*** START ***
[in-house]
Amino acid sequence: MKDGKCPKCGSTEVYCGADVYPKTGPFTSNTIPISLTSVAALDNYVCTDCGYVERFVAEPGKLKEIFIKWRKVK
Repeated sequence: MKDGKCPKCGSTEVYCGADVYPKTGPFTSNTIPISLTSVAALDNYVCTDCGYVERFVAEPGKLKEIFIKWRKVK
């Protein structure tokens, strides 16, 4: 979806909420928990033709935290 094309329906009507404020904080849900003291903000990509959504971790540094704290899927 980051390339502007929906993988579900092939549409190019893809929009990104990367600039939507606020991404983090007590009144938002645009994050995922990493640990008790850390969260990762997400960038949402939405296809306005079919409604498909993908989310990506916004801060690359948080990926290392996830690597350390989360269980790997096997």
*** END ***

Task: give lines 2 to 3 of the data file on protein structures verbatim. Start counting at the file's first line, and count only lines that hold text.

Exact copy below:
Amino acid sequence: MKDGKCPKCGSTEVYCGADVYPKTGPFTSNTIPISLTSVAALDNYVCTDCGYVERFVAEPGKLKEIFIKWRKVK
Repeated sequence: MKDGKCPKCGSTEVYCGADVYPKTGPFTSNTIPISLTSVAALDNYVCTDCGYVERFVAEPGKLKEIFIKWRKVK